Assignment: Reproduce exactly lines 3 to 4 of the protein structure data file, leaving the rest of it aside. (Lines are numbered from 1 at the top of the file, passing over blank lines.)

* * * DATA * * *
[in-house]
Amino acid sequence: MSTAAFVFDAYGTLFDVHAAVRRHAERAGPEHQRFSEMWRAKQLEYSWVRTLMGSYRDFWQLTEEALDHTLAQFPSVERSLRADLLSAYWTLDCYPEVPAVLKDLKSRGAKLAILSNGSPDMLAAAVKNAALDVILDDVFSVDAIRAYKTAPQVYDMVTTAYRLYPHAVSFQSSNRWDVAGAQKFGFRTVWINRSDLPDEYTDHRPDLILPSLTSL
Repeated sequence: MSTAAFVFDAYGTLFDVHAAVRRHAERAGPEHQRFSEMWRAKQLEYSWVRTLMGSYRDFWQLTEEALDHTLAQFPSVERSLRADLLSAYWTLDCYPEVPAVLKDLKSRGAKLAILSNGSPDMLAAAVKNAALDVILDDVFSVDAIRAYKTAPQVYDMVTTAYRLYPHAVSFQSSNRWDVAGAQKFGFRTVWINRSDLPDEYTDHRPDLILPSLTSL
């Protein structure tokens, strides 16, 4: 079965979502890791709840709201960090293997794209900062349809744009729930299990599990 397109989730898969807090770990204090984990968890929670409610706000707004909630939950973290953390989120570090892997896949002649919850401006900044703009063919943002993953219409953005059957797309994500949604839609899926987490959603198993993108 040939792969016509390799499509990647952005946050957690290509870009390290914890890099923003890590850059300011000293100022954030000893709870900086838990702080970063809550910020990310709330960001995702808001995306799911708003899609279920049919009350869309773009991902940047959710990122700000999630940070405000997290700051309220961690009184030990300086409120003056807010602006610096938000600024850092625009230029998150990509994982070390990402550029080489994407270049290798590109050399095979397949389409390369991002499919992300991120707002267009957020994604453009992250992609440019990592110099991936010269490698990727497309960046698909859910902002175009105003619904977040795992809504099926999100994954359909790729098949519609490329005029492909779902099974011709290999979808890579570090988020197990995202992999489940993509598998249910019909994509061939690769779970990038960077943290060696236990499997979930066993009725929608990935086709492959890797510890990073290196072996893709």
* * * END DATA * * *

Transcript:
Repeated sequence: MSTAAFVFDAYGTLFDVHAAVRRHAERAGPEHQRFSEMWRAKQLEYSWVRTLMGSYRDFWQLTEEALDHTLAQFPSVERSLRADLLSAYWTLDCYPEVPAVLKDLKSRGAKLAILSNGSPDMLAAAVKNAALDVILDDVFSVDAIRAYKTAPQVYDMVTTAYRLYPHAVSFQSSNRWDVAGAQKFGFRTVWINRSDLPDEYTDHRPDLILPSLTSL
């Protein structure tokens, strides 16, 4: 079965979502890791709840709201960090293997794209900062349809744009729930299990599990 397109989730898969807090770990204090984990968890929670409610706000707004909630939950973290953390989120570090892997896949002649919850401006900044703009063919943002993953219409953005059957797309994500949604839609899926987490959603198993993108 040939792969016509390799499509990647952005946050957690290509870009390290914890890099923003890590850059300011000293100022954030000893709870900086838990702080970063809550910020990310709330960001995702808001995306799911708003899609279920049919009350869309773009991902940047959710990122700000999630940070405000997290700051309220961690009184030990300086409120003056807010602006610096938000600024850092625009230029998150990509994982070390990402550029080489994407270049290798590109050399095979397949389409390369991002499919992300991120707002267009957020994604453009992250992609440019990592110099991936010269490698990727497309960046698909859910902002175009105003619904977040795992809504099926999100994954359909790729098949519609490329005029492909779902099974011709290999979808890579570090988020197990995202992999489940993509598998249910019909994509061939690769779970990038960077943290060696236990499997979930066993009725929608990935086709492959890797510890990073290196072996893709």